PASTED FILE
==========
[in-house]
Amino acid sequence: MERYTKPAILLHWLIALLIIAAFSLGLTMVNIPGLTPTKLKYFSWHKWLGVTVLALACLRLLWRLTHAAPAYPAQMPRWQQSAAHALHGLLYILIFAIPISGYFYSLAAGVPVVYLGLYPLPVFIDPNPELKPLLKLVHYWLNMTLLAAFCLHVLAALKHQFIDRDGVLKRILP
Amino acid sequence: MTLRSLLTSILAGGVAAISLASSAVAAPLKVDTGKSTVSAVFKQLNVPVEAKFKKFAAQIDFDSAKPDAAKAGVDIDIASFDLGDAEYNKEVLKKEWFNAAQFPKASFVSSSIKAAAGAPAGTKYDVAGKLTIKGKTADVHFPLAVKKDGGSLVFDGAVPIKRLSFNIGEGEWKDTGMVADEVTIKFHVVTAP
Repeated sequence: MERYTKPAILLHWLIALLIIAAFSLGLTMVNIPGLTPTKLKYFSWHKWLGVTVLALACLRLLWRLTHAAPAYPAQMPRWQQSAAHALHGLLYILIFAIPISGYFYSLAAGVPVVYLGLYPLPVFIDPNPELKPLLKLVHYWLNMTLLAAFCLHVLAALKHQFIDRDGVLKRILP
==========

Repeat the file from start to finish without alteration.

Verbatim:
[in-house]
Amino acid sequence: MERYTKPAILLHWLIALLIIAAFSLGLTMVNIPGLTPTKLKYFSWHKWLGVTVLALACLRLLWRLTHAAPAYPAQMPRWQQSAAHALHGLLYILIFAIPISGYFYSLAAGVPVVYLGLYPLPVFIDPNPELKPLLKLVHYWLNMTLLAAFCLHVLAALKHQFIDRDGVLKRILP
Amino acid sequence: MTLRSLLTSILAGGVAAISLASSAVAAPLKVDTGKSTVSAVFKQLNVPVEAKFKKFAAQIDFDSAKPDAAKAGVDIDIASFDLGDAEYNKEVLKKEWFNAAQFPKASFVSSSIKAAAGAPAGTKYDVAGKLTIKGKTADVHFPLAVKKDGGSLVFDGAVPIKRLSFNIGEGEWKDTGMVADEVTIKFHVVTAP
Repeated sequence: MERYTKPAILLHWLIALLIIAAFSLGLTMVNIPGLTPTKLKYFSWHKWLGVTVLALACLRLLWRLTHAAPAYPAQMPRWQQSAAHALHGLLYILIFAIPISGYFYSLAAGVPVVYLGLYPLPVFIDPNPELKPLLKLVHYWLNMTLLAAFCLHVLAALKHQFIDRDGVLKRILP